Rheumatoid arthritis (RA) is a chronic inflammatory condition associated with increased cardiovascular morbidity/mortality and an incompletely understood pathophysiology. In animal studies, central and blood-borne inflammatory cytokines that can be elevated in RA evoke pathogenic increases in sympathetic activity and reductions in baroreflex sensitivity (BRS). We hypothesised that muscle sympathetic nerve activity (MSNA) was increased and BRS decreased in RA. MSNA, blood pressure and heart rate (HR) were recorded in age- and sex-matched RA-normotensive (n = 13), RA-hypertensive patients (RA-HTN; n = 17), normotensive (NC; n = 17) and hypertensive controls (HTN; n = 16). BRS was determined using the modified Oxford technique. Inflammation and pain were determined using serum high sensitivity C-reactive protein (hs-CRP) and a visual analogue scale (VAS), respectively. MSNA was elevated similarly in RA, RA-HTN and HTN patients (32 ± 9, 35 ± 14, 37 ± 8 bursts/min) compared to NC (22 ± 9 bursts/min; P = 0.004). Sympathetic BRS was similar between groups (P = 0.927), while cardiac BRS (cBRS) was reduced in RA, RA-HTN and HTN patients (5[3-8], 4[2-7], 6[4-9] ms/mmHg) compared to NC (11[8-15] ms/mmHg; P = 0.002). HR was independently associated with hs-CRP. Increased MSNA and reduced cBRS were associated with hs-CRP although confounded in multivariable analysis. VAS was independently associated with MSNA burst frequency, cBRS and HR. We provide the first evidence for heightened sympathetic outflow and reduced cBRS in RA that can be independent of hypertension. In RA patients, reported pain was positively correlated with MSNA and negatively correlated with cBRS. Future studies should assess whether therapies to ameliorate pain and inflammation in RA restores autonomic balance and reduces cardiovascular events. This article is protected by copyright. All rights reserved.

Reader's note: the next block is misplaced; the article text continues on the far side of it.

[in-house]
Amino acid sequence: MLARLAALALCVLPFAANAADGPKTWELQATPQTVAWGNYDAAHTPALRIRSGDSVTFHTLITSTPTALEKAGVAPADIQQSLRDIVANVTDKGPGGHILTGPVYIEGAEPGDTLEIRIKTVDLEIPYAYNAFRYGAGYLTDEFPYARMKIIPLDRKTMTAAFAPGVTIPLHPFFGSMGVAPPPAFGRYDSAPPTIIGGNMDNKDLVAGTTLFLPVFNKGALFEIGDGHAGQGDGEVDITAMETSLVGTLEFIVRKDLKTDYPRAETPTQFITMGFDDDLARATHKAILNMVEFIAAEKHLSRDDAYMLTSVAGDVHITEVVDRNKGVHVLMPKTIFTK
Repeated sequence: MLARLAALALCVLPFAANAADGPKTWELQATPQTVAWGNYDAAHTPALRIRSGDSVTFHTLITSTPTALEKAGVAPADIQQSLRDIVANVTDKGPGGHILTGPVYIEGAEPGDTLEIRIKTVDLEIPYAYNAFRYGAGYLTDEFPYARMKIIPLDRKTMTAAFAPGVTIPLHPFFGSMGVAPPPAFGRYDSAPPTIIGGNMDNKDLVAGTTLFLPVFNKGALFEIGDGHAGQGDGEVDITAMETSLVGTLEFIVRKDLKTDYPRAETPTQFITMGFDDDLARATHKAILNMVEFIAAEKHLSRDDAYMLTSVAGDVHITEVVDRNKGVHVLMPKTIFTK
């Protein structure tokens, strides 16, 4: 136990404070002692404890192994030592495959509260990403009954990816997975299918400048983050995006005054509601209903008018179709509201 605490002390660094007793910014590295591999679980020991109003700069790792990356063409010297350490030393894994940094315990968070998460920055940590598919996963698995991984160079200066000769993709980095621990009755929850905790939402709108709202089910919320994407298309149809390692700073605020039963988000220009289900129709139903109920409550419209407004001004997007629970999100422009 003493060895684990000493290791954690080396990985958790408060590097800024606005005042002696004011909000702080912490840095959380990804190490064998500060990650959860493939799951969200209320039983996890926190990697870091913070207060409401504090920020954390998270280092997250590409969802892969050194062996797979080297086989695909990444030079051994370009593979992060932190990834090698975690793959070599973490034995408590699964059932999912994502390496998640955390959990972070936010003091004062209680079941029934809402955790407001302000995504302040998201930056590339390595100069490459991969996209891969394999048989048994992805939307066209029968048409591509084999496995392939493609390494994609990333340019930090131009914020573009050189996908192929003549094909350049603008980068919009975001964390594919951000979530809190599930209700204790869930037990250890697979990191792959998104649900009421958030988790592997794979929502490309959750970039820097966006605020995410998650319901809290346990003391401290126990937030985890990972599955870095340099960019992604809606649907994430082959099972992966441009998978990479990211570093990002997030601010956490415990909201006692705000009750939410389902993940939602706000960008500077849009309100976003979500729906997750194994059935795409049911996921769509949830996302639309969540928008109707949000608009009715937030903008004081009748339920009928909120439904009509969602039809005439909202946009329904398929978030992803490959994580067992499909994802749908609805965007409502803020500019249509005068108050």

- autonomic nervous system